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Old 08-23-11, 01:52 PM   #24
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Wow, that looks very promising (and the price isn't anything to complain about either.) The only part I'm not sure about is the rear brake. It looks like it's set up to accept V-brakes or Cantis, but I have calipers from the old bike that are perfectly fine. Can I mount them to this frame? I think I see where they would mount on the picture, but it's not very detailed. If I do so, will the stand offs on the seat stay just be hanging out there doing nothing? I suppose I could always pick of a cheap set of cantis also, but I'd love to reuse what I have. Thanks for the link! It's definitely along the lines of what I'm looking for.

I love my nashbar touring frame or should I say LOVED, some ******bag stole it this weekend. I'm pretty sure that yes you can put calipers on that brake bridge but then you would have the canti studs sitting there. You are saving so much by buying this frame that you may as well just spend the extra $20 for the lowest level shimano vbrake and put on the back.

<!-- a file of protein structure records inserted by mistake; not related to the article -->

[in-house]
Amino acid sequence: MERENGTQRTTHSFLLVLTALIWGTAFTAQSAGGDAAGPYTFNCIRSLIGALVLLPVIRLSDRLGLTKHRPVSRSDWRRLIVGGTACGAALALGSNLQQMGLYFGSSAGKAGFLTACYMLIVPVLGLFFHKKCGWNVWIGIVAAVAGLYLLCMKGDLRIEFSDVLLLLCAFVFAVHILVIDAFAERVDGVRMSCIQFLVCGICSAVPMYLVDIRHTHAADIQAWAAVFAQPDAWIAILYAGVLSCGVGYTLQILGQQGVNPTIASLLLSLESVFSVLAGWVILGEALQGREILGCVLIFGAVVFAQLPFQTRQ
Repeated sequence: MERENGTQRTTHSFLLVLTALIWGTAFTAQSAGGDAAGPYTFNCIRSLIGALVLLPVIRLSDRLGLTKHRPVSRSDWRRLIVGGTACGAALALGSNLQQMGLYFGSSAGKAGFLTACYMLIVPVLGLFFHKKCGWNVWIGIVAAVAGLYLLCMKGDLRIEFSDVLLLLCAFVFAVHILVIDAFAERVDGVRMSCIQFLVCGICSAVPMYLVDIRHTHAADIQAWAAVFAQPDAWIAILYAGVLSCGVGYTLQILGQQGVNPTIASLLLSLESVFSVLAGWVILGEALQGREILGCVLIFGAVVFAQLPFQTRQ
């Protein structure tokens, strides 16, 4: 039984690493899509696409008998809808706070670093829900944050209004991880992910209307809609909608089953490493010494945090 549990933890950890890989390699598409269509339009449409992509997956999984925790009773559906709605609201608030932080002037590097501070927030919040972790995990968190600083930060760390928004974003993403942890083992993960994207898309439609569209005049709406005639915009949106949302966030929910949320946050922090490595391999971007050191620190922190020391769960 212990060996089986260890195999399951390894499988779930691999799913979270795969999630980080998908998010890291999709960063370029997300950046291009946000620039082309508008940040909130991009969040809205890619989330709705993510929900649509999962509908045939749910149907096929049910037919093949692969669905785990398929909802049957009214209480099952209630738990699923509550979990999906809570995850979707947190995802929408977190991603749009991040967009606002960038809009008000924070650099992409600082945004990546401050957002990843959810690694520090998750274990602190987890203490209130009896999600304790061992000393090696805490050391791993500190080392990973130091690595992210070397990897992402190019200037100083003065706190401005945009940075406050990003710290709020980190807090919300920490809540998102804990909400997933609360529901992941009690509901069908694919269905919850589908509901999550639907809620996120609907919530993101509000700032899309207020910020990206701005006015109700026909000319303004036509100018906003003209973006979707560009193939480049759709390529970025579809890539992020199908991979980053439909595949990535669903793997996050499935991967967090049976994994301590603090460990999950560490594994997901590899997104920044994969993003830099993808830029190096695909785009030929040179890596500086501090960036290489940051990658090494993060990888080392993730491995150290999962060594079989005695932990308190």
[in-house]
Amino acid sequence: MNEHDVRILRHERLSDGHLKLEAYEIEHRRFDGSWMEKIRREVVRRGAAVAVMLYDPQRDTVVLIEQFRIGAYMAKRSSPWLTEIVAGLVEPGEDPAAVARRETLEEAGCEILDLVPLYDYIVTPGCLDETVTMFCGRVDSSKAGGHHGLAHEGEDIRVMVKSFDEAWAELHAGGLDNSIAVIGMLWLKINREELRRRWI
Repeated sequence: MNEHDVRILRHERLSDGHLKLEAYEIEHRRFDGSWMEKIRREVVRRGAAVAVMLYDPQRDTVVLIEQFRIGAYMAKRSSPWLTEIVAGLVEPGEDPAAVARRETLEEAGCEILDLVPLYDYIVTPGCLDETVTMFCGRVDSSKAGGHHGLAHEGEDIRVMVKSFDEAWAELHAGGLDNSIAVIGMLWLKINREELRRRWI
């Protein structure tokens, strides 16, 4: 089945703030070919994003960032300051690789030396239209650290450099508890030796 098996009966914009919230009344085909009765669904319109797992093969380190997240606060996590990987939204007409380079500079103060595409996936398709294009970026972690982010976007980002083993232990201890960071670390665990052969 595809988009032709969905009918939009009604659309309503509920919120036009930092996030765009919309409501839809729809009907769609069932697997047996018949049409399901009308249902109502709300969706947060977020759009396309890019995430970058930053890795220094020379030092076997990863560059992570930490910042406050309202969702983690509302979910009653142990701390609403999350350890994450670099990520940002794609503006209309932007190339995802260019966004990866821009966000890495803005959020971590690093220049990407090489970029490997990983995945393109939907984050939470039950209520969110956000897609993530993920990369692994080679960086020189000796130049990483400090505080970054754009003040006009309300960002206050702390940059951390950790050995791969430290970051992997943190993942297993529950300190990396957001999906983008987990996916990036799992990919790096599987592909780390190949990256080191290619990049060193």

here is my bike, setup with nashbar carbon cx fork


FWIW, the touring frame is 132.5 so it can take either 130 or 135mm wheels. I like the idea of this because it's a bit different than what you have now and gives you some more versatility.

EDIT, just saw that you bought the nashbar road frame. I think you will enjoy it and wonder why people pay so much for "real" frames
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Old 08-23-11, 02:36 PM   #25
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towing a lawnmower on a trailer the wrong way down the road
just saying that in court will lose your small claim.